On Oct. 23, a few hundred young men had gathered to worship in the mosque’s courtyard. “When we stood up to pray, we heard the sound,” Bazza says. “Then we saw people lying down, falling down, people’s legs, blood everywhere.”
He identified some of his classmates among the mangled. He had arrived late for prayer that day, so he was at the periphery of the blast, detonated by a suicide bomber near the baobab tree. Bazza was not seriously injured. In the days that followed, though, he developed a sore throat—a side effect of inhaling the bomb smoke that hung thick and black in the air, mixed with a fine spray of blood. His hearing had also been dulled by the blast.
There are other wounds that I cannot find the right words to describe. Even “trauma” somehow feels too clinical. Bazza gives the impression of someone in purgatory, wandering in a limbo state that bonds many young people across northeastern Nigeria. Churned up and displaced by Boko Haram, they have survived. They are not listed among casualty figures. But they are victims all the same.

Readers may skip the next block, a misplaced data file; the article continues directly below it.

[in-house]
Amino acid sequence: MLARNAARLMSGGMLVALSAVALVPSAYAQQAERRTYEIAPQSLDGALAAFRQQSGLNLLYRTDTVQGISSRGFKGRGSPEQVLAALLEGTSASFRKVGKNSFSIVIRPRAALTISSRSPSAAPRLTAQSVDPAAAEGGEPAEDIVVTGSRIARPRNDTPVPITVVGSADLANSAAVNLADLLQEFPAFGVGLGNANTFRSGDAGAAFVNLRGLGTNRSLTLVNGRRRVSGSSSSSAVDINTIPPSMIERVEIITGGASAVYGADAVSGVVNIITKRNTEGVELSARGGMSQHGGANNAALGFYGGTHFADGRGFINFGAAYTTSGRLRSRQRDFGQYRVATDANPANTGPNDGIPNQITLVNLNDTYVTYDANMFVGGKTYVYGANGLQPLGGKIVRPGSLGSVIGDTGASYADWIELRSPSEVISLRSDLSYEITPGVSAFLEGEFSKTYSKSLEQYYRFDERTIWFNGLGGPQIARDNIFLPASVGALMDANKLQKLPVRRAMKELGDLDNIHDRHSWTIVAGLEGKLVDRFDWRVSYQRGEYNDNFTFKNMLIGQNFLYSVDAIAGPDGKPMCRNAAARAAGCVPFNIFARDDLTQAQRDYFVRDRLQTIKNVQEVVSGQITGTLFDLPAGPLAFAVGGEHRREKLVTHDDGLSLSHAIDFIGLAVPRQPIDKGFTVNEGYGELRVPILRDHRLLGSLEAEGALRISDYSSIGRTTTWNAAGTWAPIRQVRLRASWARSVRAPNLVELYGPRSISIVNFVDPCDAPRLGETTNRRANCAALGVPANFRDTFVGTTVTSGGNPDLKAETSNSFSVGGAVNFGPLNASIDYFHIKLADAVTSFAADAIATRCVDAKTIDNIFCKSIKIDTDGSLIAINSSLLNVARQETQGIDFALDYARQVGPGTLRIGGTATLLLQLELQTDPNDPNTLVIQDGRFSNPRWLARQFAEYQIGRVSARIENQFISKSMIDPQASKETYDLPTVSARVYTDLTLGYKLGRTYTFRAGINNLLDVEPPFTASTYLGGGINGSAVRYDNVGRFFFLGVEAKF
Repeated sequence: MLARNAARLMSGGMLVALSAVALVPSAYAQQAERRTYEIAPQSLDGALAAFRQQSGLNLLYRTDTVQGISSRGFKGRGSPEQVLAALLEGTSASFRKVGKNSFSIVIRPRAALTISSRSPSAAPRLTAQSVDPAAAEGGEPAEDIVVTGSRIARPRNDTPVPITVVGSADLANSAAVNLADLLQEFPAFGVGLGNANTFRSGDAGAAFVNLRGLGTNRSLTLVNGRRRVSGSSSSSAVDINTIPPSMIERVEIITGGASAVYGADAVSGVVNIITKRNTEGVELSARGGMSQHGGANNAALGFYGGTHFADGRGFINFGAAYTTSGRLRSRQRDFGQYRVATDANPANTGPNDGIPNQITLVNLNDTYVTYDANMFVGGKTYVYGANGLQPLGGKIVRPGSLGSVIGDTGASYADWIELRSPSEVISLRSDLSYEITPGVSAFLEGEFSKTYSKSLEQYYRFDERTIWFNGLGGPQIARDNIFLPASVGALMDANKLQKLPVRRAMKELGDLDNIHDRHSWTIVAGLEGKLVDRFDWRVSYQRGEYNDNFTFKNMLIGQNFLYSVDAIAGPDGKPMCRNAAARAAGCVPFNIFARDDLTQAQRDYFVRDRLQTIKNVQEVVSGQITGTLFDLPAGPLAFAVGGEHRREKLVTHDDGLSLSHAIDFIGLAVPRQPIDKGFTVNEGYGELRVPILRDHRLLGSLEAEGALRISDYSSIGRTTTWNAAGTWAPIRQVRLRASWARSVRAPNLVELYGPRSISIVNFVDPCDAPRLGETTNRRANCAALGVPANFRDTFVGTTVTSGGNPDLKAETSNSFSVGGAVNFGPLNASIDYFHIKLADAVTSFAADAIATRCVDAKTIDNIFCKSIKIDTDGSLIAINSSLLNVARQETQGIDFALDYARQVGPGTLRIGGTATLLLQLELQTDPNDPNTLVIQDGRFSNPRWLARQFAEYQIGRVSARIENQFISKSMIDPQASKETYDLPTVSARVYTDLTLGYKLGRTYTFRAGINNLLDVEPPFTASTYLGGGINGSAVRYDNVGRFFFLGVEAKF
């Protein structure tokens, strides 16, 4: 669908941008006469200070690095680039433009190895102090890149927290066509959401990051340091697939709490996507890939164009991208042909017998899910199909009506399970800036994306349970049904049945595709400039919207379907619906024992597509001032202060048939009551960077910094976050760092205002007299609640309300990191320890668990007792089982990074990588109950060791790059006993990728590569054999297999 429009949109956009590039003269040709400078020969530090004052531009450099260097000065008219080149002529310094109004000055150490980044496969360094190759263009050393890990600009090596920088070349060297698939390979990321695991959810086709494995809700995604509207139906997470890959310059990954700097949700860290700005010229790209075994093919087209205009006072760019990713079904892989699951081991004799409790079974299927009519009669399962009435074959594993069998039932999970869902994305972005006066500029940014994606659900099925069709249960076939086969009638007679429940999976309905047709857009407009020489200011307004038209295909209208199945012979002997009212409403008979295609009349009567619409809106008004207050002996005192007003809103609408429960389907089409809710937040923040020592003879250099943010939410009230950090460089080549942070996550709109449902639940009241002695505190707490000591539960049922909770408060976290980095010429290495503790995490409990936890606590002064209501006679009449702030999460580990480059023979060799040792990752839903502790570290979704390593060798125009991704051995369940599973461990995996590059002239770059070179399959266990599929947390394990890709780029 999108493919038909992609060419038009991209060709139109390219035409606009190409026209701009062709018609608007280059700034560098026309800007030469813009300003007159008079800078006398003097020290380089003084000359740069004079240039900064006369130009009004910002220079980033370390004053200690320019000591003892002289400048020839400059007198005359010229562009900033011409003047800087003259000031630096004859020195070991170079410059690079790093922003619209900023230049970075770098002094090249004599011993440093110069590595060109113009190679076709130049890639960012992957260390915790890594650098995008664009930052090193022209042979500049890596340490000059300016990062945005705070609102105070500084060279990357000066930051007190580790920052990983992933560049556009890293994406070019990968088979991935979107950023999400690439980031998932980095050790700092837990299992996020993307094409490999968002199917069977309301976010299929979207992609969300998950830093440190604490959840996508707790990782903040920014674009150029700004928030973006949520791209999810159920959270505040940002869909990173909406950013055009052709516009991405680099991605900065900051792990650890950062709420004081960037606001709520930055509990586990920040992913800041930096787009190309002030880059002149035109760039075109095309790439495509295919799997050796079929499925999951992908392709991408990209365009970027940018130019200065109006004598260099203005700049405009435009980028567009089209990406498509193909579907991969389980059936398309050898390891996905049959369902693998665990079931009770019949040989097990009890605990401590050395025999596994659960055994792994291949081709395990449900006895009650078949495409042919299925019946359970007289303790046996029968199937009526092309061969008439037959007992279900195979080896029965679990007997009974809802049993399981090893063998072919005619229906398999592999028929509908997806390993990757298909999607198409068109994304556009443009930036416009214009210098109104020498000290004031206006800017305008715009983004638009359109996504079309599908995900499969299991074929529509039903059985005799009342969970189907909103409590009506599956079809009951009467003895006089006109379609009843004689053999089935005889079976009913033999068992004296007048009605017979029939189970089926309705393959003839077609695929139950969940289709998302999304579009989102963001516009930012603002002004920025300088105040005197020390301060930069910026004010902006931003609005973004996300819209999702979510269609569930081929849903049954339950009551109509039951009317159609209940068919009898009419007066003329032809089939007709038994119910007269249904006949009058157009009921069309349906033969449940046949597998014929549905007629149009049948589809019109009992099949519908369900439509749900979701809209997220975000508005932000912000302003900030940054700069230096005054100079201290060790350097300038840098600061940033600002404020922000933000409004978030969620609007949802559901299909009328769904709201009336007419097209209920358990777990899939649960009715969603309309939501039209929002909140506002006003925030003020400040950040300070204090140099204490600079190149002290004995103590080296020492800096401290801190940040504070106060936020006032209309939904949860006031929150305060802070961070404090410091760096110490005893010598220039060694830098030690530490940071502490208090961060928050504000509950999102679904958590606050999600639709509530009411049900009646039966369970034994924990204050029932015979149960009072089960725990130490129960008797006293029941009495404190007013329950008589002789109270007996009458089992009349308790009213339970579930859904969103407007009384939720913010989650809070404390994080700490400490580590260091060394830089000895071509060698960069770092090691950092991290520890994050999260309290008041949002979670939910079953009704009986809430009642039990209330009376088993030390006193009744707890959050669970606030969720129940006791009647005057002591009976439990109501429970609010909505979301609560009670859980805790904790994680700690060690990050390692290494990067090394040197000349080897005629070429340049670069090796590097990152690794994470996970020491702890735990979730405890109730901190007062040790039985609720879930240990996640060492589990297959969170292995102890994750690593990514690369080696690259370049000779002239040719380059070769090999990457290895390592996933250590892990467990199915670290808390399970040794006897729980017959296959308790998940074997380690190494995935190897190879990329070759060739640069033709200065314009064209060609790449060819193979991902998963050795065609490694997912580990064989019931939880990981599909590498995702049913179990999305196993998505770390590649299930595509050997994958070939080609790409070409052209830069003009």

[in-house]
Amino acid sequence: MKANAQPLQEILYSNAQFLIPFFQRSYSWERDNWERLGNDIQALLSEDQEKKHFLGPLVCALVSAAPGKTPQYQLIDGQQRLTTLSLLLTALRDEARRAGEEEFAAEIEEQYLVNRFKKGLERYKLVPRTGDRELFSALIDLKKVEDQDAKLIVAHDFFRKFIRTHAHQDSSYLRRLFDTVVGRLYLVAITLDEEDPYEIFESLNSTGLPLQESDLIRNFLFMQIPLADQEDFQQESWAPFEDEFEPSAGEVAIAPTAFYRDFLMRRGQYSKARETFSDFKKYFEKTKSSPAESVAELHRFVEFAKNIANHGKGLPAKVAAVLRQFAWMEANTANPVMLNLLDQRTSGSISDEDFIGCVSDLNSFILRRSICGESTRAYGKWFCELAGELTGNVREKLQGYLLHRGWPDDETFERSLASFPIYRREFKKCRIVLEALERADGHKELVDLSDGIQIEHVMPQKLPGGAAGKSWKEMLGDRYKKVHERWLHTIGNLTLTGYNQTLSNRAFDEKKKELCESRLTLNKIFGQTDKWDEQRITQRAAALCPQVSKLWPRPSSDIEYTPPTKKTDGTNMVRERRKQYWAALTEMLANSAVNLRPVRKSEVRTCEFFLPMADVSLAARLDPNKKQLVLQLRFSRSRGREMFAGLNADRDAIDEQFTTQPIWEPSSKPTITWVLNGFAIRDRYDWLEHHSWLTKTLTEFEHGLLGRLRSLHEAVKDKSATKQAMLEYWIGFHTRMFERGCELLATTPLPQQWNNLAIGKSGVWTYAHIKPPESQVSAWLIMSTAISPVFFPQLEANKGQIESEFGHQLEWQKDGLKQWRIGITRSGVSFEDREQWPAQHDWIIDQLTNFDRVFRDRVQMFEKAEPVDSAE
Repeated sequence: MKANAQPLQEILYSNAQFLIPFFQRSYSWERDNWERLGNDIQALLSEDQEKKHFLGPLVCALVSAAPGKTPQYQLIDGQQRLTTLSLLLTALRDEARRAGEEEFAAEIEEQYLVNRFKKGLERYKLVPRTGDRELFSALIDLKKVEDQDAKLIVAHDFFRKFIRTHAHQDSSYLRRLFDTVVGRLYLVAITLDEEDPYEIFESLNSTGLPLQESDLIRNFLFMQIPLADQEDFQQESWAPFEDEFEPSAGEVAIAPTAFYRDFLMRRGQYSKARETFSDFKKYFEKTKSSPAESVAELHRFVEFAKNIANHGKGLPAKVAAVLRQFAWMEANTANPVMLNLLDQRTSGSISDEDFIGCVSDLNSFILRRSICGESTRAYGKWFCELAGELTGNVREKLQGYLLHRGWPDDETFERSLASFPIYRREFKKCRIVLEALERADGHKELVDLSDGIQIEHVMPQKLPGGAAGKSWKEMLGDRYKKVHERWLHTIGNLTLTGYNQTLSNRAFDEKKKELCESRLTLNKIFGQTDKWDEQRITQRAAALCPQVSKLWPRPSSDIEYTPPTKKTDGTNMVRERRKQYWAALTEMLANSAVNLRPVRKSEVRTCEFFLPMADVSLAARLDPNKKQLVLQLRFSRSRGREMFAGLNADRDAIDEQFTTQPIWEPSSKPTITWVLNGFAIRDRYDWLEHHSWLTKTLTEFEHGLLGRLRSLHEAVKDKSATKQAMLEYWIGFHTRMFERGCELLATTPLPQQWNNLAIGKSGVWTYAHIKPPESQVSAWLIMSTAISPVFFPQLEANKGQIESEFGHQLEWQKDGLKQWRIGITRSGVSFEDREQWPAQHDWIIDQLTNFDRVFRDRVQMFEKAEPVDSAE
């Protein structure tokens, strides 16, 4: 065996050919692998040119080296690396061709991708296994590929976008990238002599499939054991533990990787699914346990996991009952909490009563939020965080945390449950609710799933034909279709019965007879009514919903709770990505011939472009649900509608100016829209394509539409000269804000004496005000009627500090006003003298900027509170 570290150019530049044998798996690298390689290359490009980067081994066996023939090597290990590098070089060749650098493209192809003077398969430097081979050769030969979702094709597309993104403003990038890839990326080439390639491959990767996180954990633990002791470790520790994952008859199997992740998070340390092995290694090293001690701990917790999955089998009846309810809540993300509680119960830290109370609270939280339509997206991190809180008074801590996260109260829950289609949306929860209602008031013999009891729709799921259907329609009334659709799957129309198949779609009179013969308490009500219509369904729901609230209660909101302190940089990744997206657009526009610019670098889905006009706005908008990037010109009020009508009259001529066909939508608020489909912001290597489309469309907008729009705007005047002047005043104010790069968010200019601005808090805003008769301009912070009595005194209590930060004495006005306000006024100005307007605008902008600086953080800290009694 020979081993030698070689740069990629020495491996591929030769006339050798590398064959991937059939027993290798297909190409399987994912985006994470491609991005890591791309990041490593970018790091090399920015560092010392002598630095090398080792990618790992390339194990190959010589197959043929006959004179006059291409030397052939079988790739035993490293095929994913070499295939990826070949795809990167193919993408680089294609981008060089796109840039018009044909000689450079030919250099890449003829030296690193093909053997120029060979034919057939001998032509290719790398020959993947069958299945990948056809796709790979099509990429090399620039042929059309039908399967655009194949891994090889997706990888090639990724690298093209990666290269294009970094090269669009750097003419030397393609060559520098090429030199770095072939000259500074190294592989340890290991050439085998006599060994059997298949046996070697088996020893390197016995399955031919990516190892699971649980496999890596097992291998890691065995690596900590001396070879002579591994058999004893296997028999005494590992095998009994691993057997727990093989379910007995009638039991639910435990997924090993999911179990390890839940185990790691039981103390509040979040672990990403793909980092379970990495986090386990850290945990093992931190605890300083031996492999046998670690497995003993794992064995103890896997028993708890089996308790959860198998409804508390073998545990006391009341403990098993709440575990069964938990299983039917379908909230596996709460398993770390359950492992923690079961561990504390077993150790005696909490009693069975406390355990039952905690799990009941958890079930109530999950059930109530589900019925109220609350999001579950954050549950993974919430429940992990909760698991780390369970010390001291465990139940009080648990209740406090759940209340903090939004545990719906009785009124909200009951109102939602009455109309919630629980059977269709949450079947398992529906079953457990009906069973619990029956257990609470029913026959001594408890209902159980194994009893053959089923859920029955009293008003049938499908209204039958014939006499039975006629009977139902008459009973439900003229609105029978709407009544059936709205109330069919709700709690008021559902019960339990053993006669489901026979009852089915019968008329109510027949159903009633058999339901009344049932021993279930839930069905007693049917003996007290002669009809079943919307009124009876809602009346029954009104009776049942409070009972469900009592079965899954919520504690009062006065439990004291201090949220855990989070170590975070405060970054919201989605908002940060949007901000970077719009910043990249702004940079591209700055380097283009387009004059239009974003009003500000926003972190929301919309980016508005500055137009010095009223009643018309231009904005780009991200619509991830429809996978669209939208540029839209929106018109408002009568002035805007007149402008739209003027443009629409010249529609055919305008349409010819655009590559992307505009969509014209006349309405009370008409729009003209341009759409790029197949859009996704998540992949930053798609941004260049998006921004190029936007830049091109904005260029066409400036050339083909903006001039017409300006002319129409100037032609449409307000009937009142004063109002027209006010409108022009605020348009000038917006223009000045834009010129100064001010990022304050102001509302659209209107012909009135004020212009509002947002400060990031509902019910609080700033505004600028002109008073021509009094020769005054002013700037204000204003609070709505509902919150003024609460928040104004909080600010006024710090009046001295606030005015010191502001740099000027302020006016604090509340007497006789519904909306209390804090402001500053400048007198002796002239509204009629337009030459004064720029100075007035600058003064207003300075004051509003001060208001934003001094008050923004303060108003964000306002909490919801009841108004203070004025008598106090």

Hamza, 17, whose name has been changed at his request, is another one of these victims. He’s an athletic boy with skin darker than its natural tone from all the time he spends outside. In February 2014, he was a 13-year-old student at the Federal Government College (FGC) in the town of Buni Yadi. He had just returned from the winter holiday and was getting back into the reassuring routine of school life. On the night of Feb. 25, he remembered that he needed to wash his uniform for classes the next day. While soaking the green-and-white clothing in soapy water, he heard shouting outside. Probably just classmates returning from a visit to town, he reasoned.